In fact, creating a culture based around our values is at the core of our success and is evidenced by the seven awards we’ve won as a “Best Places to Work” employer. For four years, the Dallas Business Journal named Beryl one of the “Top Ten Best Places to Work” in the Dallas/Forth Worth market, and the Texas Department of Business has ranked us twice on their roster of best employers in the state. And just this summer we were chosen as the number 2 best medium-size company to work for in America by the Society for Human Resource Management. Winning these awards regularly has been very useful and important to us.
First of all, they generate great pride throughout the company. We celebrated the first award by renting a limousine and driving to the presentation luncheon with ten co-workers who had either been nominated by their peers or won a contest. I’m sure that not all these folks had ever before sat through a fancy lunch in a big hotel ballroom. Their reactions while the waiters served them were touching. One call advisor who may never have owned a suit bought one especially for the occasion. As we were riding to the hotel in the back of the limo, he looked at me and said, “This is the proudest day of my life.”
Public recognition of our culture has helped us recruit co-workers. Knowing we’re an employer of choice makes applicants want to work here – at all levels. We just made a very important senior level hire who told me she had no interest until the headhunter mentioned our awards. Finally, these awards mean a lot to our clients. If they have to outsource their customer interaction function, why not give it to the happiest workers in the nation?
Good leaders nourish their people on as many levels as possible. You’ll be surprised how that nourishment can translate into happier employees and lower turnover. The U.S. Department of Labor estimates that it costs nearly $14,000 to replace a solidly performing employee. Some higher estimates range from 29 percent of yearly salary to several times an employee’s annual pay.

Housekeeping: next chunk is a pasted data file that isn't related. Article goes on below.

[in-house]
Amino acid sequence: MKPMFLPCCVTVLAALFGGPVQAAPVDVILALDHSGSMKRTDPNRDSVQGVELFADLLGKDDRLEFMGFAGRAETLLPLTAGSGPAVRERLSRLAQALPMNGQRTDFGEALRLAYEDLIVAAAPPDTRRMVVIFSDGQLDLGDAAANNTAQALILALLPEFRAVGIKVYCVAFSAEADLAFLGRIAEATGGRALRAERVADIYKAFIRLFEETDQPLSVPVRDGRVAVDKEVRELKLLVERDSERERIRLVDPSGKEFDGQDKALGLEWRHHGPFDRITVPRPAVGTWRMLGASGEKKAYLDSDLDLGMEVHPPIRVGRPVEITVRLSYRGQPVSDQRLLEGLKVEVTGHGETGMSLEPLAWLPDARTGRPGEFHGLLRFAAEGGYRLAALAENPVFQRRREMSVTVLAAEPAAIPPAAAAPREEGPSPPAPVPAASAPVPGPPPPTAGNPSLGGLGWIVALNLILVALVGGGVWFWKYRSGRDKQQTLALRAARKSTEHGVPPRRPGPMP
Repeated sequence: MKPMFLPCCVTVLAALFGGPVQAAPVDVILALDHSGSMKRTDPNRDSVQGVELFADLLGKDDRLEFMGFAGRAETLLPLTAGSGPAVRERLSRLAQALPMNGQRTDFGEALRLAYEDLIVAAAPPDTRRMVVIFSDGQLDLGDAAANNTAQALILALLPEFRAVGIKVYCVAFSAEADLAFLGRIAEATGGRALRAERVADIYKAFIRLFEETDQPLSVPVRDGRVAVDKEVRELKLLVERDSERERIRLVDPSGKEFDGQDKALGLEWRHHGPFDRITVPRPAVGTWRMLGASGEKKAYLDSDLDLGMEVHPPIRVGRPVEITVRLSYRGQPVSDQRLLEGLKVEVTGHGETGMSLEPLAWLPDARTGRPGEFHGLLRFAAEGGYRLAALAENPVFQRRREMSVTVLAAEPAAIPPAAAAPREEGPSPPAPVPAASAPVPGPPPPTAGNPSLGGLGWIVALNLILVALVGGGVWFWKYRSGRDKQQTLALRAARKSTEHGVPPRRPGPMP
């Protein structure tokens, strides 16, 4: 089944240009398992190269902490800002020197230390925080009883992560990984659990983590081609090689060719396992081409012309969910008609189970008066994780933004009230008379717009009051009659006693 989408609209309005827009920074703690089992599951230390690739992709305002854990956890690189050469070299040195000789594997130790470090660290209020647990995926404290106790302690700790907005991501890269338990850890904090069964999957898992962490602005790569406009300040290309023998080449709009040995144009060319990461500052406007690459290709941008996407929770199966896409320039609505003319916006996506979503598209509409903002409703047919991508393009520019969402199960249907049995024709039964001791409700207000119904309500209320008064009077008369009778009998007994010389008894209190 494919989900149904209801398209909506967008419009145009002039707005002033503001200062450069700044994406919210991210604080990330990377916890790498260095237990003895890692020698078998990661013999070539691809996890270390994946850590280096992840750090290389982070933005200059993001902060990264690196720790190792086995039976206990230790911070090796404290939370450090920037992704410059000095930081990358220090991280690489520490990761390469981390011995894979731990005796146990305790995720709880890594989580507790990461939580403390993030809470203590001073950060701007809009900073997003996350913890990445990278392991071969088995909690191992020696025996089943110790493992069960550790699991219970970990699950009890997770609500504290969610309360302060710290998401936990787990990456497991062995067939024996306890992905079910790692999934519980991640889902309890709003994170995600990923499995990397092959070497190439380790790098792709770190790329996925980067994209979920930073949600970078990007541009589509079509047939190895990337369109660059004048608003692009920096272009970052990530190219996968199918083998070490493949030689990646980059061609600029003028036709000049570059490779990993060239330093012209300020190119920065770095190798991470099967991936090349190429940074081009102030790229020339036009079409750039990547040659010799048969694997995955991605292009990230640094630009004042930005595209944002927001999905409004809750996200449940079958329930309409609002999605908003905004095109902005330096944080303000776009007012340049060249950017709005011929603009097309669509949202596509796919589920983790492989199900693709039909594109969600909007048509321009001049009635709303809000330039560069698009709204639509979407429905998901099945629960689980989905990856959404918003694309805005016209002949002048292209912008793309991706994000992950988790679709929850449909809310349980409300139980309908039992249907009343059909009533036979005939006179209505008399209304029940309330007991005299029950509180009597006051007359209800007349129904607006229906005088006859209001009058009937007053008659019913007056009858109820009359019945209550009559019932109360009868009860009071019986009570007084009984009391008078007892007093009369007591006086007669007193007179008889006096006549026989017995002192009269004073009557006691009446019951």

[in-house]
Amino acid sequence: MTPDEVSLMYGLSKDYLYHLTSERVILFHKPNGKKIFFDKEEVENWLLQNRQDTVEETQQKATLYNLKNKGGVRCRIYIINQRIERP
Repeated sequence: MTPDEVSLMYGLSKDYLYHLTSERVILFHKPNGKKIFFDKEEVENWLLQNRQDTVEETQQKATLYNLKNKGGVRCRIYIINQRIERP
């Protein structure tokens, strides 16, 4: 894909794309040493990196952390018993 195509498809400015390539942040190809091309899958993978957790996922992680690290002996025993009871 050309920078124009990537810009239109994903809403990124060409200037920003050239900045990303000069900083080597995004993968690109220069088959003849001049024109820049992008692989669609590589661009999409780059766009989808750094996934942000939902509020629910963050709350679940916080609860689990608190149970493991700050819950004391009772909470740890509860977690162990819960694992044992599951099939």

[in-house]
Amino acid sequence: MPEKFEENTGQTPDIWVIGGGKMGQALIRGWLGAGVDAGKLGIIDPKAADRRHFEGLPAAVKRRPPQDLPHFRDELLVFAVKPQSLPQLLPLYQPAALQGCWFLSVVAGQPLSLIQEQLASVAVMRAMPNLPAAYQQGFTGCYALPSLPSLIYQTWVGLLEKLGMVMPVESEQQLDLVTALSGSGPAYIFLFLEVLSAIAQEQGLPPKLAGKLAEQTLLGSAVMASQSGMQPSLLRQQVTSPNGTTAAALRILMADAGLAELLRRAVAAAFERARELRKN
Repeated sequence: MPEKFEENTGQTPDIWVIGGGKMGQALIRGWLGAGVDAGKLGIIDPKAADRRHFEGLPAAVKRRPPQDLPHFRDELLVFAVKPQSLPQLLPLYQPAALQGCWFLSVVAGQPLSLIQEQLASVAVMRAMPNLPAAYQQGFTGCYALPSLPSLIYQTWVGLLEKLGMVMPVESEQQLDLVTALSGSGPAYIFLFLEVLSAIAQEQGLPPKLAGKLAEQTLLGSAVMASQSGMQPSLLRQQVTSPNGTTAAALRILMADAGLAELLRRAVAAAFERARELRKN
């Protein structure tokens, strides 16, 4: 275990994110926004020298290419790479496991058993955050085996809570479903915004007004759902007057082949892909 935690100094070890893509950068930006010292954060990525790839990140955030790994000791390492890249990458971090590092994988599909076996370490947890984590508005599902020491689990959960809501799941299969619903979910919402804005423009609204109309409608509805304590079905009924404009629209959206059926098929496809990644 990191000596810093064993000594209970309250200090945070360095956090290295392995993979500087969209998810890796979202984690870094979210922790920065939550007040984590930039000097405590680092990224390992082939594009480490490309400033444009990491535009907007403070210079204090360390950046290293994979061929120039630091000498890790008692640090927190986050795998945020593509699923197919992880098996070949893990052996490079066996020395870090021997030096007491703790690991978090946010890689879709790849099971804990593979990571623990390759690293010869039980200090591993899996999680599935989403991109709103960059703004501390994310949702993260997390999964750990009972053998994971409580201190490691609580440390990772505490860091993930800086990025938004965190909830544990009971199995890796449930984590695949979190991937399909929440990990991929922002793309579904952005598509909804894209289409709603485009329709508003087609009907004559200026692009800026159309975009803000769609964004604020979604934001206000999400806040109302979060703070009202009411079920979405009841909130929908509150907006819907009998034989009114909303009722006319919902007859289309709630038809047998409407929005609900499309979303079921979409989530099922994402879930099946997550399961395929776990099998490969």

Even if focusing on fun and frivolity runs counter to your own corporate culture, emphasizing the following key areas will go a long way to ensuring employees feel satisfied and empowered:
• Credibility – Does management keep people informed and deliver on its promises?
• Respect – Are employees involved in decision making, training and development?
• Fairness – Are employees paid fairly and treated fairly?
• Pride – Do employees feel like they make a difference?
• Camaraderie – Is the organization a friendly and fun place to work?
For Beryl, fun-raising has been a very successful employee retention tool. We will continue to take great pride in making work like, well, child’s play.
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Paul Spiegelman is Chief Culture Officer of Stericycle, a NASDAQ listed global services organization with 13,000 employees and is the Founder of BerylHealth and The Beryl Institute. Paul also co-founded the Inc. Small Giants Community, an organization that brings together leaders who are focused on values-based business principles. As the former CEO of BerylHealth, Paul led a unique, people-centric culture for a company that won nine “best place to work” awards, including the #2 Best Medium Sized Company to Work for in America. Paul was honored with the Ernst & Young 2010 Entrepreneur of the Year award. He’s written several books on employee engagement including Why is Everyone Smiling? and Smile Guide and is the New York Times best-selling author of Patients Come Second: Leading Change by Changing the Way you Lead. He’s also an entrepreneur-in-residence for Office Depot’s SmallBizClub.com. For more information, please contact Paul at email@example.com.